Does boycotting games in professional sports help fight police brutality?
- Professional sports in North America are rarely ever suspended, besides 9/11, natural disasters, the recent COVID-19 outbreak. On Wednesday, the Milwaukee Bucks refused to play Game 5 of their first-round playoff series with the Orlando Magic.
- The NBA and NBPA issued a joint statement on August 28, stating their next steps to support social justice and racial equality, mentioning the implementation of social justice representatives on a range of issues, arena properties being turned into voting locations for the 2020 election, and advertisements promoting civic engagement and awareness.
- Because professional athletes’ popularity spans across so many racial, generational, and political lines, they have a unique platform to become activists.
- Sports have brought attention to political and racial issues for years, from Muhammad Ali to Colin Kaepernick, and now, the recent shooting of Jacob Blake and death of George Floyd, among others.
Recent boycotts of NBA playoff games will effectively pressure influential, politically-involved billionaire owners to incite change in the local government. The Milwaukee Bucks became the first team to refuse to play this season, as Wisconsin is where the Jacob Blake shooting took place. Mallory Edens, daughter of Bucks owner Wes Edens, publicly expressed her support with the players' decisions to boycott.
In 1961, in the midst of the Civil Rights Movement, Bill Russell, and several Celtics teammates took a valiant stand against racism by boycotting a game after being refused service at a restaurant due to their skin color. Celtics owner Walter Brown gave the players his full support and paved the way for owners to fight against racial discrimination. The Celtics later became the first team in NBA history to start five black players in one game. Many NBA players later credited Brown for being the reason that black players were allowed to be drafted into the league in the first place.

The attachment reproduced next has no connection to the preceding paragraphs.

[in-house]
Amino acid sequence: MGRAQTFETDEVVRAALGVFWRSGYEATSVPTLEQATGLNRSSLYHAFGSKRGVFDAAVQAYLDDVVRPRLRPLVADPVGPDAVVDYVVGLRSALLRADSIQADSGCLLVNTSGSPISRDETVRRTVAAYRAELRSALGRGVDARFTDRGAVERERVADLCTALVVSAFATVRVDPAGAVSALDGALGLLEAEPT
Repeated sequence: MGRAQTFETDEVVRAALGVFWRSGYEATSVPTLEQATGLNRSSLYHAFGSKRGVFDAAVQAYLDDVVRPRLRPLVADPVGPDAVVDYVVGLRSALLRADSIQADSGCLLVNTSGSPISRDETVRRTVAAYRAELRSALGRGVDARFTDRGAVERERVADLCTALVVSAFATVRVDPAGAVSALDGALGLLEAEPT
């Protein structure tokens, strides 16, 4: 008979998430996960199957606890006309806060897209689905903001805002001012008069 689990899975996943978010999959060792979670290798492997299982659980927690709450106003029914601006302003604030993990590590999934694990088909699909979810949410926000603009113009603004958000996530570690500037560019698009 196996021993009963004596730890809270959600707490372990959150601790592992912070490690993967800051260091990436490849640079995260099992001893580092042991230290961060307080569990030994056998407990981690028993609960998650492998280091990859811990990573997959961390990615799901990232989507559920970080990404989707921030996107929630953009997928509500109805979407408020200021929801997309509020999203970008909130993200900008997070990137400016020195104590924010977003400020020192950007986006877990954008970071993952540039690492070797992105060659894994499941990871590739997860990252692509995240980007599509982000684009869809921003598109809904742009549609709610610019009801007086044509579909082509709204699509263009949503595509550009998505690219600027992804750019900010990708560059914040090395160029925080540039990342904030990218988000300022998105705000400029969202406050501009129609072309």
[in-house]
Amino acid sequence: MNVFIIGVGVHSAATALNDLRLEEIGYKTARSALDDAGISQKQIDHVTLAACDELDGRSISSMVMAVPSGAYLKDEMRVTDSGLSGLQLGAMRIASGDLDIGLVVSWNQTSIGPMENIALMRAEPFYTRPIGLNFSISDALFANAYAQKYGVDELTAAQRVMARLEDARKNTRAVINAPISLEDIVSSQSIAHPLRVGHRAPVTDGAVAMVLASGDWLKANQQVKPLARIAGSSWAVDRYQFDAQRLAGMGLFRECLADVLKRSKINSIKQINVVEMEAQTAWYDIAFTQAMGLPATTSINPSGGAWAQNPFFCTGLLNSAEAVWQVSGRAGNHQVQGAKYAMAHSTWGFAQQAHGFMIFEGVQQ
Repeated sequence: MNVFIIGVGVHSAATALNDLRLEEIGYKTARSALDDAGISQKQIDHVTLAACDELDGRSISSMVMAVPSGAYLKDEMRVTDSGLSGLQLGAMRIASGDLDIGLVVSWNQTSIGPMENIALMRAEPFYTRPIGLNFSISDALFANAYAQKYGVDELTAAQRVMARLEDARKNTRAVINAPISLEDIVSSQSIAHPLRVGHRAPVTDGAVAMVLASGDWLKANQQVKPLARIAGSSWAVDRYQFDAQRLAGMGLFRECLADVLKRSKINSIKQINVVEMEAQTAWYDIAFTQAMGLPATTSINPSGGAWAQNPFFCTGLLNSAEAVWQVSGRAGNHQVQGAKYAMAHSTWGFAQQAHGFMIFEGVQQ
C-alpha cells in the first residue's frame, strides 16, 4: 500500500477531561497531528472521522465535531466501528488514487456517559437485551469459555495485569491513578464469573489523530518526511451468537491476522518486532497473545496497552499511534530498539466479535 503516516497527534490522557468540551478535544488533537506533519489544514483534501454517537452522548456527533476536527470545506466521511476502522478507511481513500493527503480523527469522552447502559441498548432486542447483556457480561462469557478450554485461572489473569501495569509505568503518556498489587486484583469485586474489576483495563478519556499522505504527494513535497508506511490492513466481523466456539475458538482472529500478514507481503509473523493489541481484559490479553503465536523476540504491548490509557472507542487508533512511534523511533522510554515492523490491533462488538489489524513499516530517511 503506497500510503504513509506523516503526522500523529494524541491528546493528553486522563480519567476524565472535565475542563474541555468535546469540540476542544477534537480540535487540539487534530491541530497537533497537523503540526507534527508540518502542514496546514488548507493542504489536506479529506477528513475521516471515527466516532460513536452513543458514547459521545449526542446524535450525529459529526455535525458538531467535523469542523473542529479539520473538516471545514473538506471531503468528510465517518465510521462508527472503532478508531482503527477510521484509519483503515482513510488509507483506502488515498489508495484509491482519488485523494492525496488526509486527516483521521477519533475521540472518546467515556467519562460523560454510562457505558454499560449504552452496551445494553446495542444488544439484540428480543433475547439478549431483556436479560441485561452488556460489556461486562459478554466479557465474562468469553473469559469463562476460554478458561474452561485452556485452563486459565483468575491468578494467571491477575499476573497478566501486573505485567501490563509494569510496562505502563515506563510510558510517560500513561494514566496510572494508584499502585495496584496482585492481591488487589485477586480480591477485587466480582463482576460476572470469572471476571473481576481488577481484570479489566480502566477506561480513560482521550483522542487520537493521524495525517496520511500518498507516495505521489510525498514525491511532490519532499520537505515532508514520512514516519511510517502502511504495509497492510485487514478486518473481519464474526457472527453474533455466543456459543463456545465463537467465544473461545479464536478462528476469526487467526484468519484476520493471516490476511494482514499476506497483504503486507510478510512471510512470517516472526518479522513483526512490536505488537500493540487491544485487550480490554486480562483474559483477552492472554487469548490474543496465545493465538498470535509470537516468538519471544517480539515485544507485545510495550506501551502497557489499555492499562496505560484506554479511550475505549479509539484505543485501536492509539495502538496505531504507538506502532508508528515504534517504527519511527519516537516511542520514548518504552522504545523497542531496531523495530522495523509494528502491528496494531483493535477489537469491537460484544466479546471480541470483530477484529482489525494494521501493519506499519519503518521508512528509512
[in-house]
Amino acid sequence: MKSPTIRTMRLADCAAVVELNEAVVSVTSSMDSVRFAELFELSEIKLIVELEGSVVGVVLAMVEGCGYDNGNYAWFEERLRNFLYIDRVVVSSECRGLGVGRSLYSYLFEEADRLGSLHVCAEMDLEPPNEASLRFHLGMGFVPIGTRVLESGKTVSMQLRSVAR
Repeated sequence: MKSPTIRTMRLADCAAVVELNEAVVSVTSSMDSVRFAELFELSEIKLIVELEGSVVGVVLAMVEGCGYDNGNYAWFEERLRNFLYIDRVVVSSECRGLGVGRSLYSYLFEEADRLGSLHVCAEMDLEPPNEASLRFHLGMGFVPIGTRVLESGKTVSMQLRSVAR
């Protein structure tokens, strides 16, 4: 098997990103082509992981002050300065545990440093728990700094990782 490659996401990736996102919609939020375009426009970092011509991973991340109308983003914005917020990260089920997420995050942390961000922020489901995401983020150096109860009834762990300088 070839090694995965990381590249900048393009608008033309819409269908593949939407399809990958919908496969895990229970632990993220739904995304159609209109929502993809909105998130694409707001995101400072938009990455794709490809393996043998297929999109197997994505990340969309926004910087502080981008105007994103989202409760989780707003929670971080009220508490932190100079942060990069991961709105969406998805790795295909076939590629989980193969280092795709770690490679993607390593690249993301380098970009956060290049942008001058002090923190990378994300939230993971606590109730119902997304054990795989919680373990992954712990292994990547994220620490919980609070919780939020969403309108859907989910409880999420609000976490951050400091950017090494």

After threatening to boycott the 2014 NBA playoffs due to racial statements made by Clippers owner Donald Sterling, he was forced to sell the team, and the league made immense strides in promoting social justice causes. This instance served as an example of players recognizing the power they hold in their respective organizations. Fans across the league grew upset that the NBA season was in jeopardy and immediately called for Sterling's resignation. By boycotting the games, players force the fans that they consistently entertain to choose a side in this moral debacle.
Players boycotting their professional sports games does nothing to help fight police brutality. On top of that, the premise of the boycott is built on misinformation. There are no substantial data backing claims of American police officers exhibiting widespread racial bias. And there is no evidence work stoppages make a difference. Players walking off the job isn't technically a boycott at all. Legally, they are 'wildcat strikes' and are untenable. Players could feasibly have any issue they're upset about and demand a strike, which would lead to havoc with game schedules, TV commitments, and NBA-fan relationships. Wildcat strikes are meant to influence the media and team owners. Refusing to play NBA games en masse places is meant to pressure the powerful, politically-connected owners to promote changes in policies. But exploiting the media brings up the question as to why the players only speak up when the issues make big headlines and social media news.
Injustices are happening to Black males and their families with far more frequency and damage every day, and yet players are silent. David Dorn, the former St. Louis Black police captain and a former Chief of Police of Moline Acres, was shot dead protecting a business during the St. Louis riots. No word from the NBA or its players, and certainly no work stoppage occurred for this murdered Black policeman. Where's the players' outrage over China's many human rights abuses? China's sway over the NBA is immense, but where is their courage to stand for the captive Uighur Muslims? Wildcat strikes may make big news, but in the end, won't bring about changes that players hope will happen.